Starbucks’ China challenger Luckin Coffee will likely price IPO at high end of range or above

A logo of Luckin Coffee is seen at a store in Beijing.

Wang Zhao | AFP | Getty Images

Luckin Coffee will likely price its initial public offering at the high end of its expected range, or possible above that, a source with knowledge of the deal told CNBC on Thursday.

The company and its advisors are set to begin final pricing discussions shortly, but the source said investors may expect the IPO to price as high as $18 per share. The person said that there’s a possibility that Luckin may upsize the amount of American depository shares sold in this offering.

The Chinese coffee company’s expected range was $15 to $17 per share, according to a regulatory filing last week. Luckin plans to list Friday on the Nasdaq with the ticker “LK.”

In its most recent funding round, the Beijing-based chain was valued at $2.9 billion.

“Not since the dotcom bubble of 1999-00 has a company achieved a $3 billion public valuation less than two years after its launch,” said Kathleen Smith, a principal at Renaissance Capital, which tracks and invests in IPOs.

With 2,370 stores open at the end of the first quarter and plans to add 2,500 this year alone, Luckin is trying to overtake Starbucks as the biggest coffee chain in China. Since it was founded less than two years ago, the company has tried to build a customer base with smaller locations formatted for convenience and offering steep discounts.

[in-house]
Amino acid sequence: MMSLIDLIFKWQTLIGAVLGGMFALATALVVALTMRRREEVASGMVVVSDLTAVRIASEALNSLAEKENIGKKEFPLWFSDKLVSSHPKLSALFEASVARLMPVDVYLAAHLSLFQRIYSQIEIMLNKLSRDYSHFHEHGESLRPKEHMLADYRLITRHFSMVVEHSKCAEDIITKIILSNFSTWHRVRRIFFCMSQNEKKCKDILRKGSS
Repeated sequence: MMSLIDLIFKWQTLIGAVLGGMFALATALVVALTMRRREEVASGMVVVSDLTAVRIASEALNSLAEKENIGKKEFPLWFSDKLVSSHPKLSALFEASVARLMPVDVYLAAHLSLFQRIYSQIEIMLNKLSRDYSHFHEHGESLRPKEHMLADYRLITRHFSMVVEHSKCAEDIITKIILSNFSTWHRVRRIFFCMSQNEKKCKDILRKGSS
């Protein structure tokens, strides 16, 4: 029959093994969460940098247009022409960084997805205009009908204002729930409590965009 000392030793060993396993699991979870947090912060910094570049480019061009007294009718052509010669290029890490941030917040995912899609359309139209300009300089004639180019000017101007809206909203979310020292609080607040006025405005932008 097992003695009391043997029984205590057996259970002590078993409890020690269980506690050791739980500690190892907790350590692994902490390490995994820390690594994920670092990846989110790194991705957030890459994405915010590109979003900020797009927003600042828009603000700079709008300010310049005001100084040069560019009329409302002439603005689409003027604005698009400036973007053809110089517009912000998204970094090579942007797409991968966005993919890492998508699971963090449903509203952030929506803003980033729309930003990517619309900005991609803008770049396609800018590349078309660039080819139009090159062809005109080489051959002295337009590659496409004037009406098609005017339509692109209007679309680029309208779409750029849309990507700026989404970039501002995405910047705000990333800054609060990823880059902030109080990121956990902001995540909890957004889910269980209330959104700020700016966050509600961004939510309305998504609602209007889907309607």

In 2018, the chain reported net sales of $125.3 million and a net loss of $241.3 million. To cover its losses and pay for its ambitious expansion plans, Luckin has raised $550 million so far, according to Crunchbase.

“As a result, the key controversy is whether Luckin can generate sales in the absence of discounts,” Bernstein analyst Sara Senatore wrote in a research note last week.

China is one of Starbucks’ long-term growth markets, along with the U.S. The global coffee giant, which is celebrating its 20th year in China, wants customers to treat its stores as a third place — the spot aside from home and work where consumers hang out and relax. The Seattle-based company has tried to meet Chinese customers’ eagerness for convenience by partnering with Alibaba to deliver its drinks.

Starbucks saw transactions at stores in China open at least a year fall 1% during its second quarter, meaning that traffic was declining. But customers were spending more, leading to same-store sales growth of 3%.

Starbucks’ stock, which has a market value of $95.8 billion, is up 22% so far this year.

CEO Kevin Johnson has said the company’s rivals in China are focused on short-term gains, while Starbucks is using a long-term strategy.

“Some of those competitors are competing through heavy, heavy discounts that we don’t believe are sustainable,” Johnson said recently on CNBC’s “Squawk on the Street. “

Luckin’s debut will not only depend on how investors view its ability to compete with Starbucks, but also current market conditions. Recent escalations in the trade war between China and the U.S. have led to market volatility as investors brace for a new round of tariffs.

So far this year, 54 companies have raised $20 billion in the U.S. IPO market, with Uber’s debut responsible for about 40% of that number, according to Renaissance Capital data. Uber and rival ride-hailing giant Lyft have struggled since their debuts, but the rest of this year’s newly public companies are doing well. Of the year’s IPOs, 63% are trading above their IPO price, Smith said.

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